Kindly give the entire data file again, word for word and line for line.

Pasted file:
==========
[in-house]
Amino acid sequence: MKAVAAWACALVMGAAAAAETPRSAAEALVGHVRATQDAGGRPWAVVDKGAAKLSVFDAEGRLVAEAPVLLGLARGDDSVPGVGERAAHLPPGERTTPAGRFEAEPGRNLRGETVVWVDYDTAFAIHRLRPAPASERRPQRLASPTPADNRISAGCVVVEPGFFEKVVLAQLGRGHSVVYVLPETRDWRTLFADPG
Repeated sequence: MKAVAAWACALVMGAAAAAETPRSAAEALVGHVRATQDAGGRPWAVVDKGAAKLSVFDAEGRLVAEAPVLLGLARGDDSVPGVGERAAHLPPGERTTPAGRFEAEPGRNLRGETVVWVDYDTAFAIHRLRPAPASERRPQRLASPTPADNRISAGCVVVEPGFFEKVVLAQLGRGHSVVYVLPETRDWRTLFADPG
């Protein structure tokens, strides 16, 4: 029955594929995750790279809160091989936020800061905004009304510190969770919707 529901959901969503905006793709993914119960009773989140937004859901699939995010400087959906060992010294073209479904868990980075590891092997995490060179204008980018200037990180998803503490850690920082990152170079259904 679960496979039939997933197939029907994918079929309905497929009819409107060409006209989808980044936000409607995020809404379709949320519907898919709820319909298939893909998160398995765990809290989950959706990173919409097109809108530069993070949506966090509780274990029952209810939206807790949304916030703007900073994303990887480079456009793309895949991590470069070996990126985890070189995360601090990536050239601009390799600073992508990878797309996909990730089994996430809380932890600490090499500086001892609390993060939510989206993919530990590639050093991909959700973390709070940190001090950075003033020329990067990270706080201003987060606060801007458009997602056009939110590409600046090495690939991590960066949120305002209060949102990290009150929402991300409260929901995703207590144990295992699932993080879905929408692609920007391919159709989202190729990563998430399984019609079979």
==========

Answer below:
[in-house]
Amino acid sequence: MKAVAAWACALVMGAAAAAETPRSAAEALVGHVRATQDAGGRPWAVVDKGAAKLSVFDAEGRLVAEAPVLLGLARGDDSVPGVGERAAHLPPGERTTPAGRFEAEPGRNLRGETVVWVDYDTAFAIHRLRPAPASERRPQRLASPTPADNRISAGCVVVEPGFFEKVVLAQLGRGHSVVYVLPETRDWRTLFADPG
Repeated sequence: MKAVAAWACALVMGAAAAAETPRSAAEALVGHVRATQDAGGRPWAVVDKGAAKLSVFDAEGRLVAEAPVLLGLARGDDSVPGVGERAAHLPPGERTTPAGRFEAEPGRNLRGETVVWVDYDTAFAIHRLRPAPASERRPQRLASPTPADNRISAGCVVVEPGFFEKVVLAQLGRGHSVVYVLPETRDWRTLFADPG
């Protein structure tokens, strides 16, 4: 029955594929995750790279809160091989936020800061905004009304510190969770919707 529901959901969503905006793709993914119960009773989140937004859901699939995010400087959906060992010294073209479904868990980075590891092997995490060179204008980018200037990180998803503490850690920082990152170079259904 679960496979039939997933197939029907994918079929309905497929009819409107060409006209989808980044936000409607995020809404379709949320519907898919709820319909298939893909998160398995765990809290989950959706990173919409097109809108530069993070949506966090509780274990029952209810939206807790949304916030703007900073994303990887480079456009793309895949991590470069070996990126985890070189995360601090990536050239601009390799600073992508990878797309996909990730089994996430809380932890600490090499500086001892609390993060939510989206993919530990590639050093991909959700973390709070940190001090950075003033020329990067990270706080201003987060606060801007458009997602056009939110590409600046090495690939991590960066949120305002209060949102990290009150929402991300409260929901995703207590144990295992699932993080879905929408692609920007391919159709989202190729990563998430399984019609079979």